This course is included in our Business Analysis Certification Program. By attending this course, students earn credit towards the BA Associate and BA Certified certifications, as well as credit towards the Functional Analysis Badge.
Additionally, students will earn 21 credit hours for their attendance.
A certificate of attendance will be issued to students who attend the course for at least 75% of the duration.
- Define solution and transition requirements
- Review requirements categories and classifications
- Discuss the differences between business and functional requirements
- Discuss requirements implications based on the type of solution being developed (COTS, in house development, maintenance, BI)
- Learn about the software development approaches used by the team (change driven vs. plan driven) as it relates to solution requirements
- Determine the Solution Scope
- Define the solution scope model. Use approved business requirements to define a solution and allocate the solution components to each requirement (traceability)
- Learn a five-step approach to bringing the business domain stakeholders and implementation stakeholders to consensus about the definition of the solution scope
- Determine the functionality desired
- Elicit the business priority of each function
- Assess technical priority and estimated cost of the desired functionality
- Break project into phases or iterations
- Obtain approval
- Create a scope model using a use case diagram
- Define actors involved with the application
- Identify actor interactions
- Determine use cases within each phase or iteration
- Designing User Interfaces
- Learn to identify where prototypes are necessary
- Create and document prototypes
- Learn to document report requirements, including ad-hoc and predefined. Learn the definition of business intelligence
- Learn to document field edits and screen functionality
- Incorporate usability principals into user interfaces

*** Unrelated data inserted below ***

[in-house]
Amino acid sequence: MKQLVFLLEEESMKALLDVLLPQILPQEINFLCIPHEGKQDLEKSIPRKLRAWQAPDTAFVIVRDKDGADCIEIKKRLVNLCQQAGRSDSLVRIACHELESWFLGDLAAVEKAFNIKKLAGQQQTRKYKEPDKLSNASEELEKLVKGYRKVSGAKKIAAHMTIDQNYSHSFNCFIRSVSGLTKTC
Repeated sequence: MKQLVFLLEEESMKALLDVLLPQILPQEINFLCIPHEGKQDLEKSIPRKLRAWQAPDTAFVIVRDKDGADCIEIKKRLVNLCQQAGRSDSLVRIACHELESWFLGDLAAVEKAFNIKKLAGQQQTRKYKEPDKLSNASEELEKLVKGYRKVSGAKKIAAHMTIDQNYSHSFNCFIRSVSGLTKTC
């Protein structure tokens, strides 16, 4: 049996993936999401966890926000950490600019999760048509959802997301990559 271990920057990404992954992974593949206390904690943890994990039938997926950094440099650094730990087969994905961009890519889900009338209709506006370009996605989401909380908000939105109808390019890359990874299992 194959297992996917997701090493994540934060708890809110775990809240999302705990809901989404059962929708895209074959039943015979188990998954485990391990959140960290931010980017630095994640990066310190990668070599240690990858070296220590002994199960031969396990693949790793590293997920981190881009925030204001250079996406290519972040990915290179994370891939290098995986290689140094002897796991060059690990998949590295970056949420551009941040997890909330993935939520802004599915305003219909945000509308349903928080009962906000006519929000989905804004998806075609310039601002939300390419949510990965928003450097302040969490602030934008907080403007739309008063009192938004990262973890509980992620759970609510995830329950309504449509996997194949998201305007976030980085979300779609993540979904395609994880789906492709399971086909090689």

- Defining Functional Requirements
- Learn to identify use cases
- Outline each use case for a high-level understanding of broad behavior
- Identify primary path, alternate path, and exception paths
- Decompose large use cases into smaller sub-sets, identifying reusable use cases where possible
- Learn how and where to document system user messages
- Learn to create detailed use case descriptions
- Analyze Interface Requirements
- Identify required interfaces based on the phase/iteration plan
- Understand the most effective interface strategy for each design solution
- Write interface requirements for each interface
- Identify Non-Functional Requirements
- Identify requirements not previously addressed by business, functional, or technical requirement categories
- Performance requirements
- Security requirements
- Quality requirements
- Consider which non-functional requirement types are important for your project
- Discuss the business analyst role in the development of these requirements
- Develop Transition Requirements
- Identify requirements for a smooth rollout of the solution to the business
- Consider scheduling and timing issues
- Determine the timing of interface transition and data conversion
- Consider parallel operations vs. cutover
- Develop an implementation plan
- Develop Action Plan/Course Summary Workshop
- Review Business Analysis tasks and skills learned
- Workshop: What would you do? Determine analysis approach based on case study
- Develop an Action Plan with next steps on the student’s current project